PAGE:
Premier Christy Clark meets Lt. Governor Judith Guichon for presentation of the throne speech at B.C. legislature.

B.C. throne speech focuses on trade, teachers

Premier Christy Clark opens legislature session offering progress on LNG, aboriginal partnership and labour peace with teachers

VICTORIA –  Premier Christy Clark’s government launched its fall legislative session Monday with a speech from the throne offering progress on resource trade, partnership with aboriginal people and labour peace with public school teachers.

The speech described B.C. following the same path to Asia for liquefied natural gas as it did in expanding lumber trade when the U.S. housing market declined.

“Like forestry, B.C.’s natural gas industry has relied on exports to the United States,” said the speech, read by Lt. Governor Judith Guichon. “But the American shale gas revolution has meant the export south has dried up – and is never coming back.”

The gas industry employs 1,700 people in the Fort Nelson area alone, and can be maintained only by reaching Asian markets. The speech notes that Chinese LNG consumption rose by a fifth in the first half of 2014.

“This is a chance – not a windfall,” the government notes, after one of the leading investment groups warned of shifting conditions that could delay its participation.

Clark told reporters after the speech that talks continue with Petronas, leader of one of the largest of 15 current LNG proposals, with a pipeline and gas export facilities planned for the B.C. north coast.

“We are good at negotiating in this government,” Clark said. “We’ve got a good record. We’re going to keep negotiating hard.”

The government plans to table framework legislation this month to define the environmental standards and tax structure for the industry, which has more than a dozen international players considering LNG development.

NDP leader John Horgan said it’s been a year since the government first promised a tax structure for LNG, and now with a deadline looming at of the end of October, Clark is trying to back away from 2013 election promises to retire B.C.’s debt and slash taxes based on LNG revenue.

“I think we gave away our bargaining power when it comes to liquefied natural gas,” Horgan said. “Everyone in the sector knows that the premier is way out on a branch and made commitments that she cannot keep.”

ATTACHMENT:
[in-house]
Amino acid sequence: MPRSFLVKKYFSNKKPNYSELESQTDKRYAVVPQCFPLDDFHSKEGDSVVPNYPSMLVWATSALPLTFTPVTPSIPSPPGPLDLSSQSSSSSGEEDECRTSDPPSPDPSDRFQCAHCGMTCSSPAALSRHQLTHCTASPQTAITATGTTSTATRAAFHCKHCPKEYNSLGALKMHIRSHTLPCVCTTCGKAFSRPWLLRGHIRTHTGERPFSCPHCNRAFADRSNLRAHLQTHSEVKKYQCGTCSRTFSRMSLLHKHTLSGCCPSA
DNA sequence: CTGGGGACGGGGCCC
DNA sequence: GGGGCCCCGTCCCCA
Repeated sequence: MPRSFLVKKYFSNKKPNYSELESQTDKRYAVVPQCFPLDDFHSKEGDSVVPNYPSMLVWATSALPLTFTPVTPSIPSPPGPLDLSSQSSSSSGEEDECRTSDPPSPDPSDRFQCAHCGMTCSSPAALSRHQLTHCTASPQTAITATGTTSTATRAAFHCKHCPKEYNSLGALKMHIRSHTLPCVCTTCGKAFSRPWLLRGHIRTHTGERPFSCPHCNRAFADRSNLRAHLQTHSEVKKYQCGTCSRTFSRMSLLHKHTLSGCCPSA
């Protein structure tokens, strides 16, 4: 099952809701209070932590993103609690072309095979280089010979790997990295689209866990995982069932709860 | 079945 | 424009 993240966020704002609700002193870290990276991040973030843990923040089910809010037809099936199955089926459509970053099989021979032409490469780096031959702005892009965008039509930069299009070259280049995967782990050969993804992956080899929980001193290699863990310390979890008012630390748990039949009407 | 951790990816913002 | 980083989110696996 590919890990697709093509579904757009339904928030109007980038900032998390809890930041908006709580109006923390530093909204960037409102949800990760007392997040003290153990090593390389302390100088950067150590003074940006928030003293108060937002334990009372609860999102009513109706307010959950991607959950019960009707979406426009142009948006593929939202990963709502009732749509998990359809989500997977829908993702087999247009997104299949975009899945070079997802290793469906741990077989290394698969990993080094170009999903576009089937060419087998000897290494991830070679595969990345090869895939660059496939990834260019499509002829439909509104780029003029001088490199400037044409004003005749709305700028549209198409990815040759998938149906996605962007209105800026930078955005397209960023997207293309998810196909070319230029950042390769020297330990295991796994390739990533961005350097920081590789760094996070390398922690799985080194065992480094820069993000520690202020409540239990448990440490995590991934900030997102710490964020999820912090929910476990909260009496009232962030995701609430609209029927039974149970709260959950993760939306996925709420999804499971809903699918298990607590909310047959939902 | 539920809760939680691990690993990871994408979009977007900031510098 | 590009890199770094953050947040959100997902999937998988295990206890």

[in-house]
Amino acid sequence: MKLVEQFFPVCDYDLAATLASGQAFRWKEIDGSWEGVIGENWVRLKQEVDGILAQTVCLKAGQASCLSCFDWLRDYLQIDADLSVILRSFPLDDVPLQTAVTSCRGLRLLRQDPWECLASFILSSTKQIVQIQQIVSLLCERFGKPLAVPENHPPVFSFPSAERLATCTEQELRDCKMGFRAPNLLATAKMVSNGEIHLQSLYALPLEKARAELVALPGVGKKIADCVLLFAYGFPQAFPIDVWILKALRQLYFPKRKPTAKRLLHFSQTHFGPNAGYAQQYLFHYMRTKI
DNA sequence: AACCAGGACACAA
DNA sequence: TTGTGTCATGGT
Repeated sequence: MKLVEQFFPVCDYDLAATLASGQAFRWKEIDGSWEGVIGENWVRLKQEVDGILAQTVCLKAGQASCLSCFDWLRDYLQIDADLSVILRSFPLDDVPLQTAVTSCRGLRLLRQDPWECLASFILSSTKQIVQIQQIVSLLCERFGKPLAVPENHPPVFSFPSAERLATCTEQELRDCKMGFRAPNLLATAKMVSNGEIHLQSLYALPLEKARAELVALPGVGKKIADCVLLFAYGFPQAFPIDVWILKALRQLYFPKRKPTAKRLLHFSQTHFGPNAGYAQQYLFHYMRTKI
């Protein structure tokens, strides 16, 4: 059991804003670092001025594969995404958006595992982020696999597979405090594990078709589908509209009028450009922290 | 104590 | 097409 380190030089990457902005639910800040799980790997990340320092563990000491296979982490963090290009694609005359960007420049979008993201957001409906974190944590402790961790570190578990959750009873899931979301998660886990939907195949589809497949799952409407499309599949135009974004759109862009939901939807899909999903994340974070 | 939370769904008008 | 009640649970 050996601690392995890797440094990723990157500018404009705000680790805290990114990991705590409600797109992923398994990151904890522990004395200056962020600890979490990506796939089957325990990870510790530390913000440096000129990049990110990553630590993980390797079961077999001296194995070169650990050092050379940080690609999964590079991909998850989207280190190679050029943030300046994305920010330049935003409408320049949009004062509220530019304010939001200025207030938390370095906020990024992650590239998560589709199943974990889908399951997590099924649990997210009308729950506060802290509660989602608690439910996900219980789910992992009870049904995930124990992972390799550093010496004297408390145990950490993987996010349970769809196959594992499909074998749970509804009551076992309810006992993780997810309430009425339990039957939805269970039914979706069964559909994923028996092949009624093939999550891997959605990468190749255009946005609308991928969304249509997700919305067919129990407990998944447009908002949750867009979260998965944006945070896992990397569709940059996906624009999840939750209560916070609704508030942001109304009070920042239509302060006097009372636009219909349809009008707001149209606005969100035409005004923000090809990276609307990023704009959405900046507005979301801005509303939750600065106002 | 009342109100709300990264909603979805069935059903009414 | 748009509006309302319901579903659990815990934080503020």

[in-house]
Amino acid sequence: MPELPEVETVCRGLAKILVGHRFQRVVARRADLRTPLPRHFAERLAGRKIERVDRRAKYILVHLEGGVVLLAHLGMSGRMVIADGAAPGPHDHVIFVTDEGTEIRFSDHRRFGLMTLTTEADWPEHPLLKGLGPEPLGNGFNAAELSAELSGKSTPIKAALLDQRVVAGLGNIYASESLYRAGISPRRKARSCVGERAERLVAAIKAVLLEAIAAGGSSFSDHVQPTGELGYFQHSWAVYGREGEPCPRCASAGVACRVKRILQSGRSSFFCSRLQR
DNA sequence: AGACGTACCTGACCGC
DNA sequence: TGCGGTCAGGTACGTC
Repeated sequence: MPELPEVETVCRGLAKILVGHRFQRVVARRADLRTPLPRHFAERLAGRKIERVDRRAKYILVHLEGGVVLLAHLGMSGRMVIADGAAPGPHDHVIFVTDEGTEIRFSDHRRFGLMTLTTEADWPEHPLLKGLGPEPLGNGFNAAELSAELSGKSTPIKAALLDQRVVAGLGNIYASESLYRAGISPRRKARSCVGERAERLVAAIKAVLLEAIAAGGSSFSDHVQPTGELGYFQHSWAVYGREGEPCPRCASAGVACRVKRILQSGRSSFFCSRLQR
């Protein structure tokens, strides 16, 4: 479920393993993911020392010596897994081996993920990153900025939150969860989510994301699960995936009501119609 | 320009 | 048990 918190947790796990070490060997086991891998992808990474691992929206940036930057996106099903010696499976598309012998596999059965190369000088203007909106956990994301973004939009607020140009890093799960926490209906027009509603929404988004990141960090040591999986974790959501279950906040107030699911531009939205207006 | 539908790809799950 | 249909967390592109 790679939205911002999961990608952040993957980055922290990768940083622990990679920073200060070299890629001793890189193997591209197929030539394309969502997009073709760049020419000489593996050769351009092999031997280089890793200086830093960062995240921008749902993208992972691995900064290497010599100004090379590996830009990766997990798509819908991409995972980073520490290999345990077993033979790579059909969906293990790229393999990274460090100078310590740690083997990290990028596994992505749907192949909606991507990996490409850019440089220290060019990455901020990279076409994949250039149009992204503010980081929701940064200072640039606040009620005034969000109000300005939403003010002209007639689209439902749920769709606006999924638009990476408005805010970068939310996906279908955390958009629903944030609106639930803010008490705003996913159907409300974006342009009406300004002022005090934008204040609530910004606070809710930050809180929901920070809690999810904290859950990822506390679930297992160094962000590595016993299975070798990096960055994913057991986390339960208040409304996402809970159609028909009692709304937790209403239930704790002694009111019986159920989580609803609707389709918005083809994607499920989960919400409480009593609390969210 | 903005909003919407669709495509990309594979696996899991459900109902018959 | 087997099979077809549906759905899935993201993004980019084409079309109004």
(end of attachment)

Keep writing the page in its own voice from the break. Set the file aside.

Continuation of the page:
The speech described the recent six-year labour agreement with B.C. teachers after a strike that stretched from spring to the early weeks of the fall school term.

“British Columbia can look forward to five years of labour peace,” the speech said. “This is unprecedented. We cannot let this opportunity pass.”

 

Just Posted

Parks and Recreation Advisory Committee supports added regulations, rezoning of Three Blind Mice

The recommendations will be presented to Penticton city council at an upcoming meeting

South Okanagan wildfire monitored closely for hot spots

The Eagle Bluff wildfire, north of Oliver, is classified as held

Warmer fall weather could extend wildfire season: AccuWeather

Above seasonal temperatures are expected throughout September, October and November

Keremeos business owner affected by Telus outage for two weeks

Franchise owner of HR Block Teresa DeWit says Telus “dropped the ball” in informing clients

Cawston’s Nate Weber helps propel Tigers to victory

Penticton Tigers take home first ever provincial championship

Grass fire breaks out on highway south of Vernon

Highway 97 traffic slowed as firefighters snuff grass fire

Wildfire sparks beside Highway 3 west of Keremeos

A wildfire on the side of Highway 3 just west of Keremeos… Continue reading

Summerland relaunches net metering program

Event open house will be held Aug. 27 from 3 to 6 p.m in Arena Banquet Room

Conan turns to the Property Brothers for tips on buying Greenland

Jonathan Scott suggests removing glaciers and mountains to bring in ‘more natural light’

Jaws of Life used to rescue driver in North Okanagan crash

Single-vehicle MVI causes traffic delays on Highway 6

Forests minister visits B.C. town rocked by multiple mill shutdowns

A third of Mackenzie turns out for rally, not much to cheer about

B.C. sockeye returns drop as official calls 2019 ‘extremely challenging’

Federal government says officials are seeing the same thing off Alaska and Washington state

Preliminary inquiry set for accused Penticton killer

John Brittain, 68, will be back in Penticton court from Jan. 27 to 31

Most Read